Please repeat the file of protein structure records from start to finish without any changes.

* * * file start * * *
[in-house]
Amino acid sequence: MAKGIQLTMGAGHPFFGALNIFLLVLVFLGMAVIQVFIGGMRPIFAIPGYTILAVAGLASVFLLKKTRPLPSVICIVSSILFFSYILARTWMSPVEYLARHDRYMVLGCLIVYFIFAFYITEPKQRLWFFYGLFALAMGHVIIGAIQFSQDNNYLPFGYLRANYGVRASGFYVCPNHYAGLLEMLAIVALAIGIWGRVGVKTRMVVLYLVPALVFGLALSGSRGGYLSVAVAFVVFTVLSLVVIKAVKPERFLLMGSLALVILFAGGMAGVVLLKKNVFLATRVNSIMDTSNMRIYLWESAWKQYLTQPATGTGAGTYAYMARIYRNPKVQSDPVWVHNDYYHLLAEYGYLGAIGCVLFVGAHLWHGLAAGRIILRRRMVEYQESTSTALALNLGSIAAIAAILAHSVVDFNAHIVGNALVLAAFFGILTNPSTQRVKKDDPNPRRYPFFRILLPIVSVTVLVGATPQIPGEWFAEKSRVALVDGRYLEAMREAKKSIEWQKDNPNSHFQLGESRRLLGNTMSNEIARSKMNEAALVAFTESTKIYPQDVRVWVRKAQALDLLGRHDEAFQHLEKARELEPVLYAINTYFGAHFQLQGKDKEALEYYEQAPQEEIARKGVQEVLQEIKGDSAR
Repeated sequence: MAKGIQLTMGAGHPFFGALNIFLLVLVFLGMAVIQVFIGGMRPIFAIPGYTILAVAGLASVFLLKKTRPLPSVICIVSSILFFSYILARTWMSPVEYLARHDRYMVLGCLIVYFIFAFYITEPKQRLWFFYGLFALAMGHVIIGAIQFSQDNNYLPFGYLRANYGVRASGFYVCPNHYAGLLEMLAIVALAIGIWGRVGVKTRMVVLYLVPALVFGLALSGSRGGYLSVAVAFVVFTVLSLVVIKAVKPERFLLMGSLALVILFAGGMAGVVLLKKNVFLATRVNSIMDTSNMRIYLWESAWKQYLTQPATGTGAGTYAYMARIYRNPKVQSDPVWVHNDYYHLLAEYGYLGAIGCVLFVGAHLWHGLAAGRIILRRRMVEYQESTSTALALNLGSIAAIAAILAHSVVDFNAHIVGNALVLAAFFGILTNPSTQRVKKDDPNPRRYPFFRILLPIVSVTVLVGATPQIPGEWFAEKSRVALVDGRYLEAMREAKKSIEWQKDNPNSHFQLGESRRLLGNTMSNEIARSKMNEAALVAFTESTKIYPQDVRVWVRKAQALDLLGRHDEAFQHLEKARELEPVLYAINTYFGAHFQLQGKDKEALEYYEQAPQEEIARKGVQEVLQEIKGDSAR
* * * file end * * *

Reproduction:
[in-house]
Amino acid sequence: MAKGIQLTMGAGHPFFGALNIFLLVLVFLGMAVIQVFIGGMRPIFAIPGYTILAVAGLASVFLLKKTRPLPSVICIVSSILFFSYILARTWMSPVEYLARHDRYMVLGCLIVYFIFAFYITEPKQRLWFFYGLFALAMGHVIIGAIQFSQDNNYLPFGYLRANYGVRASGFYVCPNHYAGLLEMLAIVALAIGIWGRVGVKTRMVVLYLVPALVFGLALSGSRGGYLSVAVAFVVFTVLSLVVIKAVKPERFLLMGSLALVILFAGGMAGVVLLKKNVFLATRVNSIMDTSNMRIYLWESAWKQYLTQPATGTGAGTYAYMARIYRNPKVQSDPVWVHNDYYHLLAEYGYLGAIGCVLFVGAHLWHGLAAGRIILRRRMVEYQESTSTALALNLGSIAAIAAILAHSVVDFNAHIVGNALVLAAFFGILTNPSTQRVKKDDPNPRRYPFFRILLPIVSVTVLVGATPQIPGEWFAEKSRVALVDGRYLEAMREAKKSIEWQKDNPNSHFQLGESRRLLGNTMSNEIARSKMNEAALVAFTESTKIYPQDVRVWVRKAQALDLLGRHDEAFQHLEKARELEPVLYAINTYFGAHFQLQGKDKEALEYYEQAPQEEIARKGVQEVLQEIKGDSAR
Repeated sequence: MAKGIQLTMGAGHPFFGALNIFLLVLVFLGMAVIQVFIGGMRPIFAIPGYTILAVAGLASVFLLKKTRPLPSVICIVSSILFFSYILARTWMSPVEYLARHDRYMVLGCLIVYFIFAFYITEPKQRLWFFYGLFALAMGHVIIGAIQFSQDNNYLPFGYLRANYGVRASGFYVCPNHYAGLLEMLAIVALAIGIWGRVGVKTRMVVLYLVPALVFGLALSGSRGGYLSVAVAFVVFTVLSLVVIKAVKPERFLLMGSLALVILFAGGMAGVVLLKKNVFLATRVNSIMDTSNMRIYLWESAWKQYLTQPATGTGAGTYAYMARIYRNPKVQSDPVWVHNDYYHLLAEYGYLGAIGCVLFVGAHLWHGLAAGRIILRRRMVEYQESTSTALALNLGSIAAIAAILAHSVVDFNAHIVGNALVLAAFFGILTNPSTQRVKKDDPNPRRYPFFRILLPIVSVTVLVGATPQIPGEWFAEKSRVALVDGRYLEAMREAKKSIEWQKDNPNSHFQLGESRRLLGNTMSNEIARSKMNEAALVAFTESTKIYPQDVRVWVRKAQALDLLGRHDEAFQHLEKARELEPVLYAINTYFGAHFQLQGKDKEALEYYEQAPQEEIARKGVQEVLQEIKGDSAR